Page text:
Thank you, Ron

    • “I never would have known that there was anything wrong with you”

      That’s good to know, Alice, because the pain makes it very difficult for me to concentrate on what I’m writing. Thank you.

  • Adele Jennings

    I’ve always wanted to get a picture of a bird flying with a fish in it’s mouth! Great shot! The last picture is perfectly beautiful!
    Here in Florida we have ospreys flying with their prey! They fly so fast…that I always seem to miss the shot!

  • Charlotte Norton

    fantastic shots Ron! The Eagle is awesome!


  • Stephen Clayson


    First and foremost great shots as always. I guess I chose poorly during the sunny part of the weekend but I did get to see some of the Trumpeters at BRMBR at a significant distance. Don’t they know they should come closer?!

    I sympathize with your shingles. I had a mild case years ago and they were no fun. I got the vaccine after it started so maybe that might help.

    Good luck and take a few days if you need them for heck sakes! This, of course, is all voluntary!


  • Dick Harlow

    Great pictures, interesting Winter food supply.
    Sorry I’m late getting to your post, but thank you and Kiersten for Shingles info. My concern and sympathies to you!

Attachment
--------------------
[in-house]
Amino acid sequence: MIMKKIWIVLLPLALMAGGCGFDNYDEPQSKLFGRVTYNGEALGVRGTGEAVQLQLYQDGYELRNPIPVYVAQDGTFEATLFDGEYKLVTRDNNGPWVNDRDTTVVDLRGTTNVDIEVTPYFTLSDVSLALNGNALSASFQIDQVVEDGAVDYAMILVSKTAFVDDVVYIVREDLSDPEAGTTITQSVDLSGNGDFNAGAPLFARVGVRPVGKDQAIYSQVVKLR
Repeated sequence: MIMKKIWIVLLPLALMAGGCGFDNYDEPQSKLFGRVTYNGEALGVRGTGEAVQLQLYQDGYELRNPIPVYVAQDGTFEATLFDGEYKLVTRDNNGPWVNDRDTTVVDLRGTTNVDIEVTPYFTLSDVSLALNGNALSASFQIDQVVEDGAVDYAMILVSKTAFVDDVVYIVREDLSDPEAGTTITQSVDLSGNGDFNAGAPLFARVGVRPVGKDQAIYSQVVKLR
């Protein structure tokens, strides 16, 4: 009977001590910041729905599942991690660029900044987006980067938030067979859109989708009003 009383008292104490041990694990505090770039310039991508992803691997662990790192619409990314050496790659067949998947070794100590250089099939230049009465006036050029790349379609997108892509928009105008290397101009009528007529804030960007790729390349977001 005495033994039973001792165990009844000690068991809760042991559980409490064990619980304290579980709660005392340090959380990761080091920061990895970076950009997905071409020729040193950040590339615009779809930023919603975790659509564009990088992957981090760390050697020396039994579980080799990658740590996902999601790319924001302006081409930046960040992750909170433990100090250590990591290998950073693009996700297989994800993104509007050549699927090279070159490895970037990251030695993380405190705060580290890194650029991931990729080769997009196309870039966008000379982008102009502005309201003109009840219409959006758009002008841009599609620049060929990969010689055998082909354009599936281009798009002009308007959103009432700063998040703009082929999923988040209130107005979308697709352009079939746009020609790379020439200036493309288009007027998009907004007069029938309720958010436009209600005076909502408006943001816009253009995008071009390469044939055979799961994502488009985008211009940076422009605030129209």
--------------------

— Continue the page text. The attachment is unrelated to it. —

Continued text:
I remember well my Grandfather, who NEVER complained about anything until he got shingles! Oh such pain he was in, just agonizing! Probably NOT what you needed to hear. It gave me an appreciation for Shingles, but since I have an immune situation it was terrific hearing about Shingrix, I will certanily look into it.
    Many thanks for sharing.

  • Laura Culley

    Ron, I’m so sorry you have shingles. That’s just nasty! I so hope yours is minimal and clears rapidly. And not to worry…if you don’t feel up to posting, we’ll still be here when you do. At the top of your daily agenda is to take care of YOU!
    Kirsten, thanks for the heads up on the new vaccine! I have RA so I’m doing immuno-suppressive meds and was advised against the first vaccine. My grandmother had shingles and I do NOT want to follow in her footsteps. It was horrid for her. And I had chicken pox as a kid. I’d rather not take any chances on this one!
    And as usual, what a splendid series of images. I love the one of the eagle eating on the fly, despite that s/he is just showing off! I mean, really!

  • Laurel Crouch

    Good morning Ron , I’m sorry to hear you’ve been laid low by this miserable virus ! If you don’t feel well enough to post I’m sure we will all understand . Thank you for your dedication up to this point . Even though I don’t know enough about photography to comment on your posts I’ve enjoyed the beauty of nature and it’s many blessings through your efforts . Thank you